M.B.A. Veteran Business and Economics teacher at a number of community colleges and in the for profit sector.
Capital Lease or Operating Lease?
Cal is the owner of Calbuild Construction Co. He buys and leases a variety of equipment he uses to build residential housing. Today, he is looking at a new Bobcat he will use to help grade land and carry around lumber. He thinks it is going to get plenty of use and decides to go with a lease. There are two types of leases. An easy way to remember the difference is that a capital lease is like ownership, the item you lease is an asset, and the lease is a liability. An operating lease on the other hand is like renting. No asset or liability is involved, just a monthly expense for the lease payments. When you rent an apartment or house to live in, it is an operating lease.
Cal needs to remember the accounting rules about leases. If any one of these conditions are true, it 'must' be recorded as a capital lease. The conditions are:
- Lease term - The term of the lease is for at least 75% of the useful life of the asset.
- Ownership - Ownership of the asset shifts from the lessee to the lessor by the end of the lease. Cal is the lessor and the equipment company is the lessee in our example.
- Present value - If the present value of the lease payments is at least 90% of the fair market value of the asset.
- Bargain price - The lessor can buy the asset from the lessee at the end of the lease for a below market price (often a dollar)!
Accounting for a Capital Lease
Cal goes ahead and leases the Bobcat from the equipment company. They agree to a five-year lease with payments of $11,000 per year for a total of $55,000. Cal knows that with the wear and tear he will put on the Bobcat, it will have a useful life of no more than 6 years. That means under the lease term rule (lease term is 5 years and asset life is 6, so 5/6= 83% which is greater than 75%), he must book this as a capital lease. Cal goes ahead and signs about 15 pieces of paper and they shake on it.
The team will be excited, Cal though, as they always like getting new equipment to drive around! He takes the stack of paperwork back to the office and hands it to his accountant, Marie. Work this up as a capital lease he tells her, let's see what the numbers look like. Marie returns a few hours later with this table:
The key number is at year 0, that is the net present value of the lease payments, it is $48,970. That will be the amount of the equipment asset and the lease liability when they are entered on the books. The interest portion of the lease payments is reflected in the operating section of the cash flow statement, the principal portion in financing.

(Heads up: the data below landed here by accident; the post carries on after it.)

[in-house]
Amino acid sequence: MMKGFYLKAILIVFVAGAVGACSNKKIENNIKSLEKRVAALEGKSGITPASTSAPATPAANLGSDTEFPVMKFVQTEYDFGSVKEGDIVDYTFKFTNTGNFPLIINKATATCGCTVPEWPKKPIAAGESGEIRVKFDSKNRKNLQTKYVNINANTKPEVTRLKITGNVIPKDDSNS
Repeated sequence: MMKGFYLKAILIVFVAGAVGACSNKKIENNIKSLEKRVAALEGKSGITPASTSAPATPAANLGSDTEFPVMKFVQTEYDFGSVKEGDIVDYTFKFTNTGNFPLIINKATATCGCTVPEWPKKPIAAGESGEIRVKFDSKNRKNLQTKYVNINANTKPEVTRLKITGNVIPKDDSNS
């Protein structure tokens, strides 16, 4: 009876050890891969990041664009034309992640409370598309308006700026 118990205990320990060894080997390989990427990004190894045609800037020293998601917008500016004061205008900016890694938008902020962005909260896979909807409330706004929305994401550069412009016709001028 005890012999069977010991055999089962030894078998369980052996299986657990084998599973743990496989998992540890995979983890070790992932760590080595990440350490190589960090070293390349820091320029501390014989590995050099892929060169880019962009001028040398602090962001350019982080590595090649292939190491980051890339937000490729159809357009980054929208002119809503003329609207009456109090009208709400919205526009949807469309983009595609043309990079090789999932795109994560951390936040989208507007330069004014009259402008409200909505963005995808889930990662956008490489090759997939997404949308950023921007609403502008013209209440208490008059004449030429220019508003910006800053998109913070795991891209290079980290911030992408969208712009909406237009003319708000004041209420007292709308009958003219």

Cal looks at the table and smiles, he knows that both the interest and depreciation will be expenses on his income statement that will reduce his income and also his taxes in the early years of the lease. Marie reminds him that she could do those tables a lot faster on a new computer. Cal replies by telling her that the way business is booming that may be sooner than she thinks!
Accounting for an Operating Lease
Accounting for operating leases is much easier since there are no assets or liabilities to book. No net present value of the lease payments is needed. If the Bobcat example is an operating lease, $11,000 per year is entered as lease expense and that is all there is to it! The full amount of the payments is reflected in the operating section of the cash flow statement. The total impact on cash flows is the same for both types of leases. The advantage of operating leases is that the lessee keeps ownership of the asset and bears the cost of maintaining the asset if it needs repairs.
Summary Table for the Two Types of Leases
A capital lease is like ownership, the lessor books both an asset and a liability in the amount of the net present value of the lease payments. An operating lease on the other hand is like renting, no asset or liability is booked. The income statement impact is also different. In a capital lease both interest on the lease payments and depreciation of the leased asset may be recognized as expenses. In an operating lease, only the lease payments are expensed. In a capital lease the risks of ownership and maintenance expense fall on the lessor, while in an operating lease they fall on the lessee. The total cash flow statement impact is the same for both.
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